Interview with Jesse Kaelis, author of “Early Out”


Hi all–I usually do my author interviews on my other blog, Kitty Muse and Me, but this one is part of Mountain Springs House’s Summer Blog Tour.  In the random roulette of Who Got Who to interview, I definitely came up roses!  Every other author in our group would have been perfect too, but Jesse has had a most interesting life, and I was so happy to be able to ask him all my questions.

So, without further ado and gum-flapping on my part, let us begin:

Jesse Kaelis

I hear your book is getting quite a bit of attention.  “Early Out” was #46 in the “Literature and Fiction” category on Kindle a couple of days ago.  That must make you feel pretty good.

Yes, it is a validation for me. I have been on the roller coaster ride for over three years with this book. It has been intense. I always said that recognition, that success with my book would heal a lot of wounds for me.

I’m so happy for you, and I hope your book continues to exist in the rarified air of best sellers.

I read the excerpt on Amazon—would you care to go into more detail as to what “Early Out” is about?

The book is largely about the nine years I lived and worked in Las Vegas. I keep that as the centerpiece of my book, the book starts out with a story about Las Vegas. Throughout the narrative I keep returning to Vegas and the book ends with Vegas. The book is a memoir, a story about my life, but obviously Vegas was the peroration, and my life there marked me in a profound way. The rest of the stories are really about providing motivation for the protagonist—me. I’m fleshing out my character as it were, besides which I had good material in the before and after Vegas life experiences.

The part I read, I would definitely describe as a gritty, no-holds-barred biography that certainly reveals the darker side of Vegas.  Curious, though–how did you come up with the title of the book?

Early Out is dice subculture terminology that simply means that the floor decides to close a game, a dead game and send the crew home early. A crew would refer to a dice game. Dealers earn minimum wage, plus tips; tokes, but why pay them to stand around? The boxman counts the bank, gets a fill if necessary and then they bring up the lid, the Plexiglas lid that covers the bank and it locks on both ends. I generally wanted the early out because that meant I could go home early and start partying; a party at which I was the only guest. You take enough early outs, at say, State Line, and you are turning a solid thirty thousand dollar a year job into something more like a twenty four thousand dollar a year job.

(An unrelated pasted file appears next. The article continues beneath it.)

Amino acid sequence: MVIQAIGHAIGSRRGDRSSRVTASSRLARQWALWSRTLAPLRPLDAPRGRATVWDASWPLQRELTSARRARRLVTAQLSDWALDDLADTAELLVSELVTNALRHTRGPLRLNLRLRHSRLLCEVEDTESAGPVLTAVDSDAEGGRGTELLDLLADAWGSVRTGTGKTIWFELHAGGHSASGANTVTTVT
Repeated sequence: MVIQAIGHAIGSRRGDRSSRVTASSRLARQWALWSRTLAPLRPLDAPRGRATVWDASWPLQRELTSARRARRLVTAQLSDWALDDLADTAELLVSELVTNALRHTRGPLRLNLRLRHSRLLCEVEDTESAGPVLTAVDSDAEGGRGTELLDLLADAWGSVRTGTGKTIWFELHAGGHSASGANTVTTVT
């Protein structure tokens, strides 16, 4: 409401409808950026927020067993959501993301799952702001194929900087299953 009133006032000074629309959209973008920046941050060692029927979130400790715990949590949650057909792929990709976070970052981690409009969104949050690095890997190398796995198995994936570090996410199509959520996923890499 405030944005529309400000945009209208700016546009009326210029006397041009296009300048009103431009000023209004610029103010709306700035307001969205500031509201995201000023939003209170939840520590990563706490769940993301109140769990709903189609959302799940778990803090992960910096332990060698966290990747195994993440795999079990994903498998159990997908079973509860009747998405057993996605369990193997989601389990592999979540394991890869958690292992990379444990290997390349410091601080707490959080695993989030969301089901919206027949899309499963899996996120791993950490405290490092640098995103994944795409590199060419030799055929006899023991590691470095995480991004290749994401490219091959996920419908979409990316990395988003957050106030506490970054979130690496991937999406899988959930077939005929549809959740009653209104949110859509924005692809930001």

I was searching for a name for my book and that somehow popped into my mind as a good title. Some people know, know right away, I’ve encountered people in the business since I started writing, they know instantly of course, but there are relatively few individuals that have moved through that subculture.

There are also more sinister overtones to Early Out, given my propensity for self destructive behavior over the years.

Then the title definitely fits!  It gives me chills to think of what you, and so many others I’m sure, have put yourselves through. 

This book is a personal experience of your time in Las Vegas.  Was it ever a “fun” place for you—the ideal that seems to attract the tourists?